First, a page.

in a restaurant parking lot on Staten Island. (Pet.
3.3-3.4; D.E. # 10("Am. Pet.")
In the course of the attempted robbery, one of Pica's confederates, Charles Santiago, shot
Antonelli. (Pet. 12.3.) Antonelli died from his injuries about two weeks later. (Am. Pet. ^ 2.6.)
Pica learned there was a warrant out for his arrest in connection with Antonelli's murder in August
2008, and claims that he promptly surrendered to authorities upon discovering that information.^
(Pet. nil 5.1-5.7.) Pica's attorney at the time was Anthony Ricco. (Am.Pet. H 3.4.) Pica received
a plea offer from the government on September 25,2009; the offer was set to expire a week later,
on October 2, 2009. (D.E. # 6-1 ("Plea Offer") at 2.) The offer required Pica to plead guilty to
the third count of the superseding indictment, which charged Pica with Antonelli's murder. (See
id. n 1.) Under the offer, prosecutors would have asked the Court to impose a sentence of30 years
to life, but only if:(1)Pica accepted the deal before it expired;(2)the shooter, Santiago,also timely
accepted the offer;(3) the Court accepted both Pica's and Santiago's pleas; and (4) neither Pica
nor Santiago sought to withdraw their pleas. (Id HI 2, 6.) The plea offer also included a
commitment by Pica not to seek a sentence shorter than 30 years under the Federal Sentencing
Guidelines,(id H 2), as well as a waiver ofPica's right to appeal or challenge his ultimate sentence,
Pica did not accept the offer.(Am. Pet. H 3.17.) According to Pica, Ricco advocated for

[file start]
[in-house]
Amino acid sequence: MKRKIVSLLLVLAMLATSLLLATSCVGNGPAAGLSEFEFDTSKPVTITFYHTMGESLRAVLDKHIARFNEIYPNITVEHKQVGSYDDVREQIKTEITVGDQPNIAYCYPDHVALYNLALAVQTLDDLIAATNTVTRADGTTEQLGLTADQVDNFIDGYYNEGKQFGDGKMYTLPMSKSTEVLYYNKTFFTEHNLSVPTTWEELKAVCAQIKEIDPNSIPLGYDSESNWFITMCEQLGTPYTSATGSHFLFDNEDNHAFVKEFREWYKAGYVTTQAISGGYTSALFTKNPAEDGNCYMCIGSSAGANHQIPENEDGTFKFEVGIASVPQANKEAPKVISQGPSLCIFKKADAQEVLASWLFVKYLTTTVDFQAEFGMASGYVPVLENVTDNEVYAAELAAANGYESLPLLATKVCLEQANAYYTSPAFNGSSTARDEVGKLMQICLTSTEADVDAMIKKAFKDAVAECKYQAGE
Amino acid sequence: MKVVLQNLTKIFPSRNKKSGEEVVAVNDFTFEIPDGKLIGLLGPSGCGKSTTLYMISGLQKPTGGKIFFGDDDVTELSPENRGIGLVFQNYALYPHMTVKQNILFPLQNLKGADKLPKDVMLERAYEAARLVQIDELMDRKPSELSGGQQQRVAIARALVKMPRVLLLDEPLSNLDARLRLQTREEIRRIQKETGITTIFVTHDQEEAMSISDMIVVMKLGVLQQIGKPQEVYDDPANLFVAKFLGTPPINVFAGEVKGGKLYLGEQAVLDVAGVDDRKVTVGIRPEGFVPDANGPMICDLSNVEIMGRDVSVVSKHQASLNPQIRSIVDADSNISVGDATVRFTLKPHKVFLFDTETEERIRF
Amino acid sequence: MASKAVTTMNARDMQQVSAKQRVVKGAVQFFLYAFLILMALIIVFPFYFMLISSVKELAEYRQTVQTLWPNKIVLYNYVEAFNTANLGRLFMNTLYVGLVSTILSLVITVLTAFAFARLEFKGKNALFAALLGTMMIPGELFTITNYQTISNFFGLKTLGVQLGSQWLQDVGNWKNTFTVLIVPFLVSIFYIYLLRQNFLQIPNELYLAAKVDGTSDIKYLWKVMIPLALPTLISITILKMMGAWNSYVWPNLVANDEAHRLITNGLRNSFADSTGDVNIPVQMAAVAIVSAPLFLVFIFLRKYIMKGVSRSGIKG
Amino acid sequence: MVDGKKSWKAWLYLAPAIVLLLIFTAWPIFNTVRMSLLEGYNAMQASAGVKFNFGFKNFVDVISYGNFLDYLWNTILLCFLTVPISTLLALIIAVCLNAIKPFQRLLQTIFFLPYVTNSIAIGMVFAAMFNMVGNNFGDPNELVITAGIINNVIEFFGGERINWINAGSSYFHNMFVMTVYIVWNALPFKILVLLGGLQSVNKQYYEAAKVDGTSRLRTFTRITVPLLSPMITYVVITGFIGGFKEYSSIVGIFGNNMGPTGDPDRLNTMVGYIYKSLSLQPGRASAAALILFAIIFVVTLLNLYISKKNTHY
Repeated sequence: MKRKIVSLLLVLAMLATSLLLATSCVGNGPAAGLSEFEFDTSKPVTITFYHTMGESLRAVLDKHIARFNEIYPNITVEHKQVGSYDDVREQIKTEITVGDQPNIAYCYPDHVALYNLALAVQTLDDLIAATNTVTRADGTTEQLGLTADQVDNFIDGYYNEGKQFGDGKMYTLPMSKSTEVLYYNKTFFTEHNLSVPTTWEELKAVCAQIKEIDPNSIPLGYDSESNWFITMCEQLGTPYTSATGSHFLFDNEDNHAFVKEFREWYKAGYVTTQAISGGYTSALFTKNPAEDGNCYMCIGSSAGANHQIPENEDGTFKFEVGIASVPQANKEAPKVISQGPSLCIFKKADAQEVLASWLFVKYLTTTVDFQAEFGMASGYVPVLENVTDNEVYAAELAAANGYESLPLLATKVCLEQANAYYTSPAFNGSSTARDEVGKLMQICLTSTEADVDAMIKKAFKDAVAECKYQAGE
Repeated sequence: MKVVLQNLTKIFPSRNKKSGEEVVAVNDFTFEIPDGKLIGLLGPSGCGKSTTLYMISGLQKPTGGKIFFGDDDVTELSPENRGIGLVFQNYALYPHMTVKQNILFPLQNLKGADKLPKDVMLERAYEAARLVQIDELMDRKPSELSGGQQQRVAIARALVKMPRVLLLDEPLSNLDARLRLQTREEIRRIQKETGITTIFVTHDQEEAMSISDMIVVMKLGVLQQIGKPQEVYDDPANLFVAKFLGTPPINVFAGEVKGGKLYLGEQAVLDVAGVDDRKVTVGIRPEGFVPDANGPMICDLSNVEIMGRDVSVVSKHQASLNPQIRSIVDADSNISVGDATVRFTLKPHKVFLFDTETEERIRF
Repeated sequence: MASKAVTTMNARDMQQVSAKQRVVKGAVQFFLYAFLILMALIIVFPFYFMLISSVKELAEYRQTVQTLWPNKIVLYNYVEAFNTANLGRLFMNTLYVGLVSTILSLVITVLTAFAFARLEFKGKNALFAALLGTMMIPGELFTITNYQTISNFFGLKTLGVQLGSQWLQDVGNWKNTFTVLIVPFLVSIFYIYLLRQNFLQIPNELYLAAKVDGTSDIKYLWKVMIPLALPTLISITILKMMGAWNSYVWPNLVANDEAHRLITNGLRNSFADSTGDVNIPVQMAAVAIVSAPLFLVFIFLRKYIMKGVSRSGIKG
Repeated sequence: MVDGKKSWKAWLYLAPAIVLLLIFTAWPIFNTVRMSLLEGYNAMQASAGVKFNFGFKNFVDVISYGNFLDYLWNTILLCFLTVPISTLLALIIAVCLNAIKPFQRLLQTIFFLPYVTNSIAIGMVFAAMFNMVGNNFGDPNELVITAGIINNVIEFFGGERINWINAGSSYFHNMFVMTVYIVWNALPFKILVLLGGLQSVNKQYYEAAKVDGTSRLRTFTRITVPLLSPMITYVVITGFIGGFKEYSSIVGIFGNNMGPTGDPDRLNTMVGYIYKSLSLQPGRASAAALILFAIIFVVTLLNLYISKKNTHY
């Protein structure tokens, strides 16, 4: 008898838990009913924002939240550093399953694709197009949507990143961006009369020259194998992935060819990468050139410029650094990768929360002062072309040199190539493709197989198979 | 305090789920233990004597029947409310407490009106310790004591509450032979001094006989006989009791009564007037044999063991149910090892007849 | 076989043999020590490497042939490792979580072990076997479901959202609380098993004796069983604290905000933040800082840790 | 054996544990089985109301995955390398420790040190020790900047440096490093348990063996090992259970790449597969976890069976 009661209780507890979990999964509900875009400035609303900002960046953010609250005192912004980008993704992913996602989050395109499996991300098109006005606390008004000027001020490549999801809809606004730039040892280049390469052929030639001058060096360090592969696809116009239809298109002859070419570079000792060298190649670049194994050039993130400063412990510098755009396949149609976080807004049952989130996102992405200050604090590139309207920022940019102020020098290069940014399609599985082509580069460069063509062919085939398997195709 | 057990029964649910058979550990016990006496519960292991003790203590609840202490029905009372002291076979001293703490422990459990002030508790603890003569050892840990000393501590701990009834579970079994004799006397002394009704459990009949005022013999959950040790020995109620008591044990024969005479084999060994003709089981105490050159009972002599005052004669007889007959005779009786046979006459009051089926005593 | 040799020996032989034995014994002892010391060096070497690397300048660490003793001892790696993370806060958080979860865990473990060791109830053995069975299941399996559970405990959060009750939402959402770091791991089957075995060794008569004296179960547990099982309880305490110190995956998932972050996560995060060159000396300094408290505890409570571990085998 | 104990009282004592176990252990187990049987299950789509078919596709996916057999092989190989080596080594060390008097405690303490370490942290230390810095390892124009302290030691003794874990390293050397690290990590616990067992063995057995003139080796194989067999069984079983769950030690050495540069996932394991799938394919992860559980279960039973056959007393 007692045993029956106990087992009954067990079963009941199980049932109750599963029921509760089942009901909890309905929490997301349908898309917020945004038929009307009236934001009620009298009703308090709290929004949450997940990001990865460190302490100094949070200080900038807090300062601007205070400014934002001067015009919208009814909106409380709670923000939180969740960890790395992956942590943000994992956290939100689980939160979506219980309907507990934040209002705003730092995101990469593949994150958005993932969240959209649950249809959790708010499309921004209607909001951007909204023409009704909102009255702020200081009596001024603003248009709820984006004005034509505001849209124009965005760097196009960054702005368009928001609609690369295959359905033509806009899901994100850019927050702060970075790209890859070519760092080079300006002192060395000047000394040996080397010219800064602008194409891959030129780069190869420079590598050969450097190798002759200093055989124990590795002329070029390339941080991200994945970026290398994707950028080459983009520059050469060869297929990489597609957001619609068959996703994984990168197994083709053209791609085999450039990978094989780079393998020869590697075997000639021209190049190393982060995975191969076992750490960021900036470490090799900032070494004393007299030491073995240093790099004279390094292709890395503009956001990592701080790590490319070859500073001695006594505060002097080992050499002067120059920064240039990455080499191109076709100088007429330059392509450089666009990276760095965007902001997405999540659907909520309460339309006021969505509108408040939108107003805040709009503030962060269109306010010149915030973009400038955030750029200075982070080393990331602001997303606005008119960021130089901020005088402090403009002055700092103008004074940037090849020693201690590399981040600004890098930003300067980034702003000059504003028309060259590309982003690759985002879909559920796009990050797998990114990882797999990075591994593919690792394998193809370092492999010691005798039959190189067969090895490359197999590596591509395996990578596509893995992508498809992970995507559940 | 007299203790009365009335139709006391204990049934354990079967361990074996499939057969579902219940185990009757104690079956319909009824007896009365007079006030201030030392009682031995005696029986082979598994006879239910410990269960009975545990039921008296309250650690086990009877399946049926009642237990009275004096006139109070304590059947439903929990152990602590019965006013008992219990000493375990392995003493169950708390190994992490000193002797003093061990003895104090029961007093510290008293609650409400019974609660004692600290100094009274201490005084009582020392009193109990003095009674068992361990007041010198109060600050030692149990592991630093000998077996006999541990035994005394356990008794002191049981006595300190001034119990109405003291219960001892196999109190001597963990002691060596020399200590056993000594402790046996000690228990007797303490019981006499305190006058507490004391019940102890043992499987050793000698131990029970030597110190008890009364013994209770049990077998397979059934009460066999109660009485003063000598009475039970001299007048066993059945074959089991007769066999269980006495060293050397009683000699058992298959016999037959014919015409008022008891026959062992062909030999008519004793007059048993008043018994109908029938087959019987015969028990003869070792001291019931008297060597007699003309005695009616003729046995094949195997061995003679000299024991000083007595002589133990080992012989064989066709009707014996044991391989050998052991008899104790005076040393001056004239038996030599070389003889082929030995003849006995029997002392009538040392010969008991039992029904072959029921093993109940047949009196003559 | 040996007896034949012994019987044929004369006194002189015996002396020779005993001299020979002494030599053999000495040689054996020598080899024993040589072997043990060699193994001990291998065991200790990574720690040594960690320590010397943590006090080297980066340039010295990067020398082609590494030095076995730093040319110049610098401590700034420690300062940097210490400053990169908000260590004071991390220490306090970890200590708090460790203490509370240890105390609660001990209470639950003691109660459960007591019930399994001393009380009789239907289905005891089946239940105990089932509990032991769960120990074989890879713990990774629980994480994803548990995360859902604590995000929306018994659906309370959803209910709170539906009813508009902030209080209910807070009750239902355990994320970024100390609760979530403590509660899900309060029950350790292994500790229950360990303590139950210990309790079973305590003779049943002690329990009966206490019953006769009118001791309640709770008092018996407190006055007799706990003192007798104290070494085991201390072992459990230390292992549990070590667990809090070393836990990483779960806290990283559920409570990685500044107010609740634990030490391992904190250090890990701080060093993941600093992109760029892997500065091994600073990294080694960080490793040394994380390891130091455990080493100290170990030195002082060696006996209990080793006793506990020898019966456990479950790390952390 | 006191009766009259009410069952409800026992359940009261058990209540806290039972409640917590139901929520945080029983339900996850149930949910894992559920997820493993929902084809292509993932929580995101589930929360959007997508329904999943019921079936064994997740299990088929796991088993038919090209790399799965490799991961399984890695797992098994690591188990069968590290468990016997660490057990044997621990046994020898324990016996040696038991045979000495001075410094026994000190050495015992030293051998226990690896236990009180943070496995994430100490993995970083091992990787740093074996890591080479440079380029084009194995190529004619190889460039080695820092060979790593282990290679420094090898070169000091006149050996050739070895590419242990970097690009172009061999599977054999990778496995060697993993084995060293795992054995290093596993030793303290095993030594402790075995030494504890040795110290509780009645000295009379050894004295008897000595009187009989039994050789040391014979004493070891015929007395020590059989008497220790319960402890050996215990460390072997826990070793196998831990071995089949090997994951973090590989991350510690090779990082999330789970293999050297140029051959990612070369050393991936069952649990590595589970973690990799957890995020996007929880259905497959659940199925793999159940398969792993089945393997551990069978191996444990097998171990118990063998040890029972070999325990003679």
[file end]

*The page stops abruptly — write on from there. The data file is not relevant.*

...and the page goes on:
the deal and encouraged Pica to implicate two others in the crime as well. (Pet. Hlj 7.22-7.53.)
Ricco allegedly indicated that Pica was likely to get life in prison under the deal unless he helped
to verify the government's theory ofthe killing; namely,that Antonelli was intentionally killed by
the mob, with the complicity of his own personal bodyguard. (Id) Although Pica claims he
repeatedly expressed his willingness to admit his own role in the crime,(see supra n.3), he also
^ Pica repeatedly emphasizes his longstanding willingness to admit his role in the events that led to Antonelli's death.
(See, e.g.. Pet.
1.7, 5.4, 6.12, 7.35, 7.57, 9.6; Am. Pet.
claims that he refused to cooperate with the government or to plead to details that he believed to
7.35-7.49). Eventually, Pica claims, this disagreement about how to proceed so
thouroughly undermined his relationship with Ricco that Pica moved to have a new attorney
appointed.(Id HI 7.51-7.56, 8.1.)